For Raumati couple Matt Warren and Karen Simpson-Warren, heading to Tokyo to be officials at the Olympic and Paralympic games is a great honour.
They might not be able to sightsee because of the current pandemic, but the couple are confident there are protocols in place to keep them safe.
"We're in a little bubble in New Zealand," Matt said.
"Overseas they're doing events every week and because they've been doing lots of events they've learnt how to safely get people in and out of the country.
"It's the norm over there to wear a mask and they've been working on their protocols for the last 12 months.
"I feel really safe going over to the Olympics because of the procedures they've put in place."
And protocols start before Matt and Karen get on the plane for Tokyo.
Already fully vaccinated, the couple will start monitoring their health 14 days before they leave using a dedicated app.
"Starting 14 days out I have to monitor my health and put all these things into a health app such as my temperature and how I'm feeling before I go.
"When we arrive we will be going straight to the hotel and into a bubble with the rest of the canoeing officials.
"It might be the most boring trip to Japan ever without any sightseeing," Karen said.
"You have to wear a mask except when you're eating, showering and sleeping."
Both will be officiating at canoeing events with Matt being a starter at the Olympics, and Karen the chief judge at the Paralympics.
"We feel honoured they've selected us into quite responsible roles," Karen said.
The couple started officiating when Karen started working for Canoeing NZ, running their events with Matt heading along to support.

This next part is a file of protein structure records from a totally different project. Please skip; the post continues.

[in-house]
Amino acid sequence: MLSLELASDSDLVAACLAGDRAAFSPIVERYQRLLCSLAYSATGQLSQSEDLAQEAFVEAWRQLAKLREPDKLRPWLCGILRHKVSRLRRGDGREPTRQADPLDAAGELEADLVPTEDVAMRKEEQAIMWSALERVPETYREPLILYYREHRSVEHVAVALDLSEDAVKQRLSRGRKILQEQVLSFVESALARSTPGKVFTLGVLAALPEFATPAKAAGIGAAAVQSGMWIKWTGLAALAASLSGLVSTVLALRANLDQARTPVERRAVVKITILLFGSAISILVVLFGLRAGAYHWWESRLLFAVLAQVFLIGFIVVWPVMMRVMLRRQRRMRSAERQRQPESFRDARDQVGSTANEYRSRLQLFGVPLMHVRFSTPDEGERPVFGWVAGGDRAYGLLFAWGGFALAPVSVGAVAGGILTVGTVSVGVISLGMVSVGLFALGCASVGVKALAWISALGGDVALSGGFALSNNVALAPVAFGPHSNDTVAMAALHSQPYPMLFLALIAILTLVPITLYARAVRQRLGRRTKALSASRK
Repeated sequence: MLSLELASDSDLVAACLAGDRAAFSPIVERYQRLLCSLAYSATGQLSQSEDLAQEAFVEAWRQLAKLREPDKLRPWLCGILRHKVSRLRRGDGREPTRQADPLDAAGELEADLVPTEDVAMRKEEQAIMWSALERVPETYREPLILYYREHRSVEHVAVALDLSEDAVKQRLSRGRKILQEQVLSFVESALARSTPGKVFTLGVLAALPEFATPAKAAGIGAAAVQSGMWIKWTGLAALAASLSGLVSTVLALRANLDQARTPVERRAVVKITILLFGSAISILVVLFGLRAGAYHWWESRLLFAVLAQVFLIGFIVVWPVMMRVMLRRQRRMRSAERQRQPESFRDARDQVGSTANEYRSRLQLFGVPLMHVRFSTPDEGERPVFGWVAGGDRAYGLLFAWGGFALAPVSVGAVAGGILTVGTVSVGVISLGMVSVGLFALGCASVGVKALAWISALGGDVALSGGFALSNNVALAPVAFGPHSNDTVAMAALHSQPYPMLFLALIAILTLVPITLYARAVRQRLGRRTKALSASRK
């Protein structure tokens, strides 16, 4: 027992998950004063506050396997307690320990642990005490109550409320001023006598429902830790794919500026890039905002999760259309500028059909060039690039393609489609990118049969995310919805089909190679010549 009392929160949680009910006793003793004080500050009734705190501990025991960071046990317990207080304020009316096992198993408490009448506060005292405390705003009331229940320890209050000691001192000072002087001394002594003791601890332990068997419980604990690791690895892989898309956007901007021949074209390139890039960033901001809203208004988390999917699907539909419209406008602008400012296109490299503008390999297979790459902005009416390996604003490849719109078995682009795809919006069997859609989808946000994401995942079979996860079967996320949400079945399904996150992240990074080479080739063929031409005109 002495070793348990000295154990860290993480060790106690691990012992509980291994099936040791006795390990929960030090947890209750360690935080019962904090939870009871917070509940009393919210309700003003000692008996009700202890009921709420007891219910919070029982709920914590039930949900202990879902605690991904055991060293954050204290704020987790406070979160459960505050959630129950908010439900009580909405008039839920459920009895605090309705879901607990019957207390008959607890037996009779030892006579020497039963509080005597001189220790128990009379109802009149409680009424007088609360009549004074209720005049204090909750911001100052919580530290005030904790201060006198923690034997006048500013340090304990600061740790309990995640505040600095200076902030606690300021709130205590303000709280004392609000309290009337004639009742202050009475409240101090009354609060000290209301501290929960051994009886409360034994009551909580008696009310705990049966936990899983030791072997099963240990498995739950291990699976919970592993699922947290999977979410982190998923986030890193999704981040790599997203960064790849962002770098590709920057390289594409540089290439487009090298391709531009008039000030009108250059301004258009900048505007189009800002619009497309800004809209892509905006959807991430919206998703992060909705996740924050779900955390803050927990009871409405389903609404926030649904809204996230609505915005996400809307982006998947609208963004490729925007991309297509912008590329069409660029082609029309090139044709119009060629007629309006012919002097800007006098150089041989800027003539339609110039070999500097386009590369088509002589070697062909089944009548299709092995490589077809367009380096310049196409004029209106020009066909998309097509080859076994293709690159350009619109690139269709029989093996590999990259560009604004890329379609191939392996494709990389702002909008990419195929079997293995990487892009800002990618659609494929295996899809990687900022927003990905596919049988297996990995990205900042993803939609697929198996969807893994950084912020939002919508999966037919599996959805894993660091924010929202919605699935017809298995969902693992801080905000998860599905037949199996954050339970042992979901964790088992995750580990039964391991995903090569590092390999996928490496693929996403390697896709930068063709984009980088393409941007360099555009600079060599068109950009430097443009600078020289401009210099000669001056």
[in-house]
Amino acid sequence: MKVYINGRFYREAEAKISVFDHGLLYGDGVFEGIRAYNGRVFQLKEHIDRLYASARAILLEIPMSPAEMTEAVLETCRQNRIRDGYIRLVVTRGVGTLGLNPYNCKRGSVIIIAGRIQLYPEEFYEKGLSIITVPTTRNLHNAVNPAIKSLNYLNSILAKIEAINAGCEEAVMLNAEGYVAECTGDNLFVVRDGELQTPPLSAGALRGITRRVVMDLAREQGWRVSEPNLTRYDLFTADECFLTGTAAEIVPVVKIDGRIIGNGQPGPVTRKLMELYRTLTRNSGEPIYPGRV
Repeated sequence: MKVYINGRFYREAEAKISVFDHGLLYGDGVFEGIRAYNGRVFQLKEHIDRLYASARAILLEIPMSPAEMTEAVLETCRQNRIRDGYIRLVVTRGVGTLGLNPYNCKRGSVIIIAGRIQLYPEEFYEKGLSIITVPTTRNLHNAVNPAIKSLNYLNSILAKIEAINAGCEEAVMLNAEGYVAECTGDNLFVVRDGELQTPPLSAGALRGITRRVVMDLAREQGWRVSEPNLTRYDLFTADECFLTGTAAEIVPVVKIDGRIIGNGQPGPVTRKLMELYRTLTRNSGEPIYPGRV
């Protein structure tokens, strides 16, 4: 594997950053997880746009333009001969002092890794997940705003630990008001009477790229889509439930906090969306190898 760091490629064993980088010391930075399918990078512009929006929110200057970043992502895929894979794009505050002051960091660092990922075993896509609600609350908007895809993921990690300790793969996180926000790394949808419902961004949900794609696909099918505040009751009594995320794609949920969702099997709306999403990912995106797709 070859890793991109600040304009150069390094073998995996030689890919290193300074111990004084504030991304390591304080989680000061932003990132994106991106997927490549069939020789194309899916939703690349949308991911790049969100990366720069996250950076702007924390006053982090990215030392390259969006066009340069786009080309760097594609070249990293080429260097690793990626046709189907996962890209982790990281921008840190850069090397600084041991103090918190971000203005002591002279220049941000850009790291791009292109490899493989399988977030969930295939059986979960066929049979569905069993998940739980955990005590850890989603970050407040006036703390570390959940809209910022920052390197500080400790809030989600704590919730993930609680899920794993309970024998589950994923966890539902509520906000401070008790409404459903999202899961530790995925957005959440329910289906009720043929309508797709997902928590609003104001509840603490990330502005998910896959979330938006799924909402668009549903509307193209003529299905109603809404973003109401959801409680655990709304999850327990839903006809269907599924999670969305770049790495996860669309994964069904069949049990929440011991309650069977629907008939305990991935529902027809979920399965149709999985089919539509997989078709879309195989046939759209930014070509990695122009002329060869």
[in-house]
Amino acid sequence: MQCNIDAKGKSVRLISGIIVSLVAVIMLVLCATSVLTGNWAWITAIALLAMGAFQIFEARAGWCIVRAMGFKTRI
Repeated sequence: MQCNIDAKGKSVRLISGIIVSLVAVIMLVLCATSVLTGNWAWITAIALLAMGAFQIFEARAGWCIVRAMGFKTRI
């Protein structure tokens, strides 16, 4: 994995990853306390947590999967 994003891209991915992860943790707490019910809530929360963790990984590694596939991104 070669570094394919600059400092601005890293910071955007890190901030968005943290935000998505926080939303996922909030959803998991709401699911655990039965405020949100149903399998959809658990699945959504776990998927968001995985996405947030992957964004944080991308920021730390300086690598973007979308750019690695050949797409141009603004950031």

"I got into it by accident," Matt said.
Going along to help Karen with the events she was running for Canoeing NZ, there was an event in Rotorua with no starter.
"So Karen said to me you're going to have to go and start the races.
"So I went and started races, and that was the start of my officiating."
There have been ups and downs since with some events held on brilliant days where it's sunny and warm and other days where you can only see half way to the finish line.
"I've been standing there in torrential rain, in an aluminium boat with a steel start gun up in the air and lightning hitting the hills around me," Matt said.
"For us there's a fine line between fulfilling everyone's race needs and keeping everyone safe, but we do it for the athletes," Karen said.
"The ethos around officiating is we want to give the athletes their best race.
"We want it to be set up so they don't have to worry about fairness or anything.
"Officials aren't there to disqualify people, they're there to give the athletes their best race so they can just do their thing."
At a regatta, the couple are normally at opposite ends of the lake with Matt starting and Karen in the finish tower.
"We have the luxury of having a finish tower at the nationals when they are held at Lake Karapiro," Karen said.
"I'm usually nice and toasty in the portacom or control tower while Matt's out freezing on the lake."
At the Paralympics Karen's role is chief judge.
"I'll be controlling the comings and goings of the event and controlling the finish line, what's happening on the water and liaising with the staff."
Asked if they were nervous about officiating at the biggest event on the international sporting calendar, Karen said, "I feel like I know what I'm doing now, so I'm not too nervous for the Paralympics."
Matt said, "You use the same process whether you're at the world championships with the top in the world, or the under-12s at a local event. You use the same process and the same mindset.
"In saying that, it's pretty nerve-racking on the start line when you've got the final of the women's 200m and Lisa Carrington is lining up to race."
Matt heads off to the Olympics on July 29 with Karen leaving for the Paralympics at the end of August.
"It's been a bumpy road to get there and it will be the most unusual event but the Japanese people and International Olympic Committee have put in place measures that will keep people as safe as possible," Matt said.
Joining Matt at the Olympics will be Kiwi Alison Harris who has been selected as deputy chief judge for canoeing.